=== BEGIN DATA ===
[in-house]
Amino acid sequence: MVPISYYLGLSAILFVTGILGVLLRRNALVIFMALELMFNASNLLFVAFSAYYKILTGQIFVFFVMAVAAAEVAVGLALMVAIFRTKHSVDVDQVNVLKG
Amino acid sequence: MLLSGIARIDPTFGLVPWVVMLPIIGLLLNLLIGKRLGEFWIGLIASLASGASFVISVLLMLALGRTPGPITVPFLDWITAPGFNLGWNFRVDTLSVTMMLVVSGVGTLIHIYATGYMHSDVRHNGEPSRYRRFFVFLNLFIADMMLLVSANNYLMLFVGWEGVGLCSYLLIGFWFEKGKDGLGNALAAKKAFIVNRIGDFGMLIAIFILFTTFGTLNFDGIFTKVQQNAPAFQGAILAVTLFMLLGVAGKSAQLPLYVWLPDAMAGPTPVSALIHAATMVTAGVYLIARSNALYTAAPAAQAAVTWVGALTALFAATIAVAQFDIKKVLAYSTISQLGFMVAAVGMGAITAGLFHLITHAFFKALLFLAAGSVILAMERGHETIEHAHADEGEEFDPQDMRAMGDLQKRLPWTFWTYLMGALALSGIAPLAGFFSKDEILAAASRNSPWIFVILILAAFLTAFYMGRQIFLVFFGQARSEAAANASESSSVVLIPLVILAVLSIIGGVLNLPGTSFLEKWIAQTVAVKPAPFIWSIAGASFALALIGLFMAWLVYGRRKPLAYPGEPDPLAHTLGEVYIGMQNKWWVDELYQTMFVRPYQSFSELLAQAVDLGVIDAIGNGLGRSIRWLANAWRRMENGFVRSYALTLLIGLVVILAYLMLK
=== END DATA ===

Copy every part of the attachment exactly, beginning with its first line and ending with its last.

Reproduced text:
[in-house]
Amino acid sequence: MVPISYYLGLSAILFVTGILGVLLRRNALVIFMALELMFNASNLLFVAFSAYYKILTGQIFVFFVMAVAAAEVAVGLALMVAIFRTKHSVDVDQVNVLKG
Amino acid sequence: MLLSGIARIDPTFGLVPWVVMLPIIGLLLNLLIGKRLGEFWIGLIASLASGASFVISVLLMLALGRTPGPITVPFLDWITAPGFNLGWNFRVDTLSVTMMLVVSGVGTLIHIYATGYMHSDVRHNGEPSRYRRFFVFLNLFIADMMLLVSANNYLMLFVGWEGVGLCSYLLIGFWFEKGKDGLGNALAAKKAFIVNRIGDFGMLIAIFILFTTFGTLNFDGIFTKVQQNAPAFQGAILAVTLFMLLGVAGKSAQLPLYVWLPDAMAGPTPVSALIHAATMVTAGVYLIARSNALYTAAPAAQAAVTWVGALTALFAATIAVAQFDIKKVLAYSTISQLGFMVAAVGMGAITAGLFHLITHAFFKALLFLAAGSVILAMERGHETIEHAHADEGEEFDPQDMRAMGDLQKRLPWTFWTYLMGALALSGIAPLAGFFSKDEILAAASRNSPWIFVILILAAFLTAFYMGRQIFLVFFGQARSEAAANASESSSVVLIPLVILAVLSIIGGVLNLPGTSFLEKWIAQTVAVKPAPFIWSIAGASFALALIGLFMAWLVYGRRKPLAYPGEPDPLAHTLGEVYIGMQNKWWVDELYQTMFVRPYQSFSELLAQAVDLGVIDAIGNGLGRSIRWLANAWRRMENGFVRSYALTLLIGLVVILAYLMLK